Of course, getting governments to make this shift is the hard part. Part of the reason that corporations and governments haven’t done a better job of confronting climate change is that their publics don’t really want to make the changes, and fear that change means sacrifice. In this regard, Klein’s argument is vital. Governments and corporations will change when voters and consumers demand it.

 

 

The Mystery Of Mark Bittman

I am a fan of Mark Bittman’s thoughtful columns in the new York Times. He often writes about animal welfare and the impact of livestock on climate, and understands better than most the connection between factory-farming, meat-eating, and these issues.

What I find puzzling is that, knowing as much as he does about the catastrophic impact of meat and livestock on both the planet and well-being of animals, he can’t quite bring himself to advocate a vegan diet. Sure, he urges readers to eat less meat, and to avoid factory-farmed meat. But he can’t quite quit meat himself, or make the case for a plant-based diet to his readers.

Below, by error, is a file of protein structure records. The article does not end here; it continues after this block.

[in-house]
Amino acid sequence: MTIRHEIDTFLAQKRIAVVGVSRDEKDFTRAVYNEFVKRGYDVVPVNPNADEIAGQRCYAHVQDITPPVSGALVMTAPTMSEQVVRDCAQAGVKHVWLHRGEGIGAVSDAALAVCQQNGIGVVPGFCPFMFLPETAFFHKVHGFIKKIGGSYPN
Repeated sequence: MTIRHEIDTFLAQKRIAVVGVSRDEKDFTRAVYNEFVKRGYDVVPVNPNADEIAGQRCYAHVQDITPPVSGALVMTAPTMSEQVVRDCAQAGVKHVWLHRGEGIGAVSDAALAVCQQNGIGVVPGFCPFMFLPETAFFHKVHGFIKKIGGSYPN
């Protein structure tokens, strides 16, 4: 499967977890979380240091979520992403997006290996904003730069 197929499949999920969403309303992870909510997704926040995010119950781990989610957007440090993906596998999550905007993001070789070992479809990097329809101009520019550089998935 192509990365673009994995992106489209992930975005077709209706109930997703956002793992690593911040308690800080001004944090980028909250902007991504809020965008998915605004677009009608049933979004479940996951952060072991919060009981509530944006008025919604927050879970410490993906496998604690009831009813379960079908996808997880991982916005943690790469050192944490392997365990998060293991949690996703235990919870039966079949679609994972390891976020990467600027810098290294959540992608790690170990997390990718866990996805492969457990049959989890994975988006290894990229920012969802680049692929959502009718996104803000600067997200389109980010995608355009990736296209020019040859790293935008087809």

I know, I know, eating less meat is much better than eating lots of meat. And, yes, Bittman is a proponent of a Vegan Before 6 diet. But just because you don’t eat animal protein before 6 doesn’t really mean you can’t–or won’t–eat plenty of meat. You could have a steak per night on that diet. To me, a Vegan Before 6 approach is a little like advocating to an alcoholic a “Teetotaler before 6” strategy. How do you think that would work?

The impact of this failure to really go where his logic takes him permeates Bittman’s writing, and it makes it kind of frustrating to read. There are few people more eloquent about the negative consequences of our meat addiction for the planet, for animals, and for human health. But he takes himself and his logic right up to the edge of the obvious conclusion (we, the planet, and billions of animals would be much better off if humans transitioned away from animal protein and toward a plant-based diet) and….stops.

A good example is Bittman’s (almost) excellent recent column on last Sunday’s “People’s Climate March.” Once again, Bittman does an excellent job, referencing the views of George Monbiot and the incisive new book by Naomi Klein, “This Changes Everything,” explaining how humanity must address climate change and the scope of the unfolding disaster demands that we change the way our economies and our politics works.